Can Emil Forsberg finally find his form?
The most remarkable aspect of Sweden’s success is that their only top-class star has been in poor form throughout the tournament. RB Leipzig's Forsberg was the Bundesliga's top assist provider in 2016/17 with an incredible 20 – and Liverpool were keen on signing him – but last season was much more disappointing following injury.
'Mini-Foppa', as he is known, hasn’t provided any breathtaking moments in Russia either but – contrary to Zlatan Ibrahimovic – he is a hard worker and contributes a lot to the team even in his current state. But could that change? Could Forsberg find inspiration from the deflected winner he scored against Switzerland in the last 16 to turn on the magic now? Sweden could well need it to overcome England.
Can England score against Sweden from open play?
Of the Three Lions' nine goals, three have been penalties, while four more were scored from dead-ball situations. That’s impressive, but now Gareth Southgate's team face opponents who are extremely good in the air and are unlikely to commit needless fouls in the penalty area like Colombia's Carlos Sanchez.
Sweden’s pair of centre-backs, Andreas Granqvist and Victor Lindelof, are enjoying a superb tournament, and the Scandinavians managed to keep clean sheets against South Korea, Mexico and Switzerland. They made life extremely difficult for Germany too: eventually, Toni Kroos scored a terrific winner from a free-kick, but England would have a better chance to find the net if they're imaginative and unpredictable from open play.
That hasn’t really been evident in their games so far, but Raheem Sterling is capable of improving his form. He could bring the magic that England need.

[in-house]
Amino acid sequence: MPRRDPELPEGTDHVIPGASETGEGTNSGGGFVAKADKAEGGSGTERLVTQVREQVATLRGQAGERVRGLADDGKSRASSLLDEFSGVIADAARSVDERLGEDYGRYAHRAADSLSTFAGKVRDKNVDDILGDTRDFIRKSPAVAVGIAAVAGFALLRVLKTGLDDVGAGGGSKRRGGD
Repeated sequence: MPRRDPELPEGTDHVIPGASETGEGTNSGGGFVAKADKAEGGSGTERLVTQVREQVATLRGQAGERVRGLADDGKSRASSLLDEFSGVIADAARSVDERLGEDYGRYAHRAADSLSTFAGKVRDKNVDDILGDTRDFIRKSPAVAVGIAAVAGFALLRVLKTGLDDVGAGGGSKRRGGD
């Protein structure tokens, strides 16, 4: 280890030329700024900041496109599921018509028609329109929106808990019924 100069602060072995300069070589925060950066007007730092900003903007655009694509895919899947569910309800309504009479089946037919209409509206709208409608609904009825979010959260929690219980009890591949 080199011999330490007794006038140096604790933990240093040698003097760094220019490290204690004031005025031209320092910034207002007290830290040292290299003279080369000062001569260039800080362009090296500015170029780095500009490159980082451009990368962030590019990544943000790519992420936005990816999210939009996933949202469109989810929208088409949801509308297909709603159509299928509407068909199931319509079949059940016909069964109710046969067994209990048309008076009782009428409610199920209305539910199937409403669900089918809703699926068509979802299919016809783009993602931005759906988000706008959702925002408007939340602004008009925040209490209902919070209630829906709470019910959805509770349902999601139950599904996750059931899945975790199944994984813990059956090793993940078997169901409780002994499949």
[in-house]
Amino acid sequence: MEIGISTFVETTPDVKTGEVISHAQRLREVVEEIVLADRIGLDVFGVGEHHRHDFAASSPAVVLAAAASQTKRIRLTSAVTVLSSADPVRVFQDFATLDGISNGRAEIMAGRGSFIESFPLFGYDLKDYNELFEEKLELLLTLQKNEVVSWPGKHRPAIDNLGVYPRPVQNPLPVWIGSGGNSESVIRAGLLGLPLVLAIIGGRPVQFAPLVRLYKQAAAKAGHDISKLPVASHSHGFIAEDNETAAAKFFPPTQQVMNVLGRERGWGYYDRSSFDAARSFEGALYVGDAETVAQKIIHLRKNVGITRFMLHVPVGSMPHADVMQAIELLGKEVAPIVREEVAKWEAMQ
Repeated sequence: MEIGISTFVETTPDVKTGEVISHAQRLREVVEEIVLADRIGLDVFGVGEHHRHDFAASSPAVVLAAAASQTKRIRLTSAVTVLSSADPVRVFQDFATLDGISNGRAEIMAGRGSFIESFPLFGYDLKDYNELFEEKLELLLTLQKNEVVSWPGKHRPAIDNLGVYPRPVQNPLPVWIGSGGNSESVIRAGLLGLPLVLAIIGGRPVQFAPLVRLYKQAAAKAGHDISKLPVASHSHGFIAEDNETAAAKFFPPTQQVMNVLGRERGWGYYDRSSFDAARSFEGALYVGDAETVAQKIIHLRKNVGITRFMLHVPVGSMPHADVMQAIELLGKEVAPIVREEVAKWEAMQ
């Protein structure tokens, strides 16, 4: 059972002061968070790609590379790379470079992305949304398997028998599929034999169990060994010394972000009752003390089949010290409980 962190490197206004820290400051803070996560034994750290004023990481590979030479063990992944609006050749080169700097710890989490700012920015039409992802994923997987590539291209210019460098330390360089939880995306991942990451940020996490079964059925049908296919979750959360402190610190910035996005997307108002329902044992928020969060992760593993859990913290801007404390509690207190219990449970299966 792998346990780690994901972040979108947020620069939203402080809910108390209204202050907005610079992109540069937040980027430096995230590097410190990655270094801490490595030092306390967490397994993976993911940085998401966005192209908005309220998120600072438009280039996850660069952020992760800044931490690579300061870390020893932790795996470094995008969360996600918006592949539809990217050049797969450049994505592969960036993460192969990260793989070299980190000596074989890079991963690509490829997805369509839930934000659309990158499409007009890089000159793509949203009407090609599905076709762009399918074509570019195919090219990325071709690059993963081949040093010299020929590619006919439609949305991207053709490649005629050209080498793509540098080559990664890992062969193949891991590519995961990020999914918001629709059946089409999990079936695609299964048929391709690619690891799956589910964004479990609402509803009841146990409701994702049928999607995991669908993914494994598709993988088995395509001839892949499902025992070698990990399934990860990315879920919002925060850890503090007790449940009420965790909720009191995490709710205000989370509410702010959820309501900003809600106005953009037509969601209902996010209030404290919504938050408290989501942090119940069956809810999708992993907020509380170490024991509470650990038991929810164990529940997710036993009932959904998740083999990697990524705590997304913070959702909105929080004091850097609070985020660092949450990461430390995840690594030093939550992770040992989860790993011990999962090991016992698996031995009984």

Is another ultra-defensive performance necessary?
Russia barely attempt to play attacking football in the last-16 fixture against Spain, letting the opponents have all the possession (indeed, centre-back Vladimir Granat didn't even complete a pass). Eventually that worked, but only because the favourites were foolish enough to aimlessly pass the ball in midfield.
Croatia are a different type of a team – they're much more direct and use the wings more effectively. Giving the ball to them all the time would be extremely dangerous, so Russia should try to take the initiative themselves. It's unknown, though, whether coach Stanislav Cherchesov will take a risk and field a more adventurous line-up by including Denis Cheryshev, like he did against Egypt. The hosts have exceeded expectations already. Now it’s time to entertain a bit too.
Is a defensive midfielder needed?
With Russia expected to defend deep, Croatia coach Zlatko Dalic must ask himself whether a holding midfielder is really necessary in his line-up. The Croats could push Luka Modric back into central midfield alongside Ivan Rakitic, and add an offensive player like Andrej Kramaric to the mix.
That was the plan against Nigeria in the opening fixture, and it worked. Croatia were more cautious later on against Argentina and Denmark, but a switch back to a more offensive strategy could be a good idea when facing the hosts.